Container ships can reduce CO2 emissions by an average of 14% if they arrive JIT (Just in Time) at their destination port.

The idea is that ships en route adjust their sailing speed to the time that the berth, the waterway, and nautical services such as pilots and tugboats are available. In this way, they avoid waiting times and unnecessary CO2 emissions at the port of arrival. This is the outcome of a new study of the Green Voyage project 2050 of the International Maritime Organization ( IMO)

The IMO calls jit “an important tool” for ships to achieve their CO2 classification. This system, in which ships receive a CO2 label, will be introduced soon, according to the UN organization. The maritime organization sees “right on time” as a complement to SEEMP, the Ship Energy Efficiency Management Plan, which requires ships to reduce their greenhouse gas emissions.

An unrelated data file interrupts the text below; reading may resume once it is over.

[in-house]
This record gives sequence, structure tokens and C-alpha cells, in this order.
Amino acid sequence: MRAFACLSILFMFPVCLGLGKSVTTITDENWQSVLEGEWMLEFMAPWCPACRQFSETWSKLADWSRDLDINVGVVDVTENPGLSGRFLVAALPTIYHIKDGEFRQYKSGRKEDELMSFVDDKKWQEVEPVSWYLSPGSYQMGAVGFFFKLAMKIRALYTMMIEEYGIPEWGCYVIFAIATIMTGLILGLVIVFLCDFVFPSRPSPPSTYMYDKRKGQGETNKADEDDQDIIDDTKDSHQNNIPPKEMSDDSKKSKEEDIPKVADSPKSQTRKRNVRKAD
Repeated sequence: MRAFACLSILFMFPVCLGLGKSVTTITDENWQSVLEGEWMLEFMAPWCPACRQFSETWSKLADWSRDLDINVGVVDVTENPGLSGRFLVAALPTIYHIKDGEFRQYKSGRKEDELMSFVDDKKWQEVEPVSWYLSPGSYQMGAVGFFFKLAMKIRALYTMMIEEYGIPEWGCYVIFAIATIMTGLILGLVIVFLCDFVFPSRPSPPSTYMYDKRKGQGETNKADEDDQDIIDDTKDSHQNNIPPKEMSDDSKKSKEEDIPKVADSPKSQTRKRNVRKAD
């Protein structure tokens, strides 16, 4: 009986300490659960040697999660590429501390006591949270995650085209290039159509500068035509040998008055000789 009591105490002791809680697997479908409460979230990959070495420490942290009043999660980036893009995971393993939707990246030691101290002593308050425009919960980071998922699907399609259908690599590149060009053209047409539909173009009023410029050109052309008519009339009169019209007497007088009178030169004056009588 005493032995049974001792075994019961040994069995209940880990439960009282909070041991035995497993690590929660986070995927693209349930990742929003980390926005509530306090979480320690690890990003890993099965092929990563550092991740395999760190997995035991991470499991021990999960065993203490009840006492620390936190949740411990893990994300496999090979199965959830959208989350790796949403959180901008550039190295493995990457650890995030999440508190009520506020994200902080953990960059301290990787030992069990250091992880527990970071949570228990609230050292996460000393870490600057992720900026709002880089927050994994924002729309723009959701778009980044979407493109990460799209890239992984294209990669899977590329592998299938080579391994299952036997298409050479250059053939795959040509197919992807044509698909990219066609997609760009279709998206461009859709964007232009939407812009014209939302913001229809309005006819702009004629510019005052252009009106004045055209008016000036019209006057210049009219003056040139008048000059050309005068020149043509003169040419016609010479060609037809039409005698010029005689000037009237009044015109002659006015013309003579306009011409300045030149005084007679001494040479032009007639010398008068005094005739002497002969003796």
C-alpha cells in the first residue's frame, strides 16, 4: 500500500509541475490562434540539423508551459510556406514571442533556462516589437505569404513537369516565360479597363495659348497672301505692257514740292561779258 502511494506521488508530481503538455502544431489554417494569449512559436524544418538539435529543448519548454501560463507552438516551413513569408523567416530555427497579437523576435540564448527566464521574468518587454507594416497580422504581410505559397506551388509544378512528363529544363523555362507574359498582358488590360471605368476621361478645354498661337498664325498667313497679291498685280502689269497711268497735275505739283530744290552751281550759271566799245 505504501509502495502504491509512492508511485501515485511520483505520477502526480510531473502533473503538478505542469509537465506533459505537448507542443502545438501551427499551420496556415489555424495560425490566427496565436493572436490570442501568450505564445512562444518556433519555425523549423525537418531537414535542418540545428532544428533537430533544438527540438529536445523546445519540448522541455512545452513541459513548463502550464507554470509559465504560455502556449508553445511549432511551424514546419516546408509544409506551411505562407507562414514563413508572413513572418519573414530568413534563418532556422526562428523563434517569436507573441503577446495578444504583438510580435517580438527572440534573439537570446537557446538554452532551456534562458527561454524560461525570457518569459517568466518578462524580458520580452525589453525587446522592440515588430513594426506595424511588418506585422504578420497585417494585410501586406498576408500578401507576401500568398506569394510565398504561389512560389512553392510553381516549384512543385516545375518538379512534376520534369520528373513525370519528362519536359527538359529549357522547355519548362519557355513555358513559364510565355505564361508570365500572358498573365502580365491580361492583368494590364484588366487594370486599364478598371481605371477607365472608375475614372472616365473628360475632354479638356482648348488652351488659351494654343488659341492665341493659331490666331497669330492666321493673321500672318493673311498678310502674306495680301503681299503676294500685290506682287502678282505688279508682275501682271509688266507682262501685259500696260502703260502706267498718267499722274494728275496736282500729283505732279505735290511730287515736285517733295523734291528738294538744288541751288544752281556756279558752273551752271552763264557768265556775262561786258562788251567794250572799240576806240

According to the study, just a little JIT can make a big difference. A ship that adjusts its sailing speed during the last 24 hours of the voyage to the availability of services in the destination port can still save almost 6% in fuel and CO2 emissions. For the last twelve hours, it is more than 4%. The 14% saving applies if the entire voyage is sailed JIT.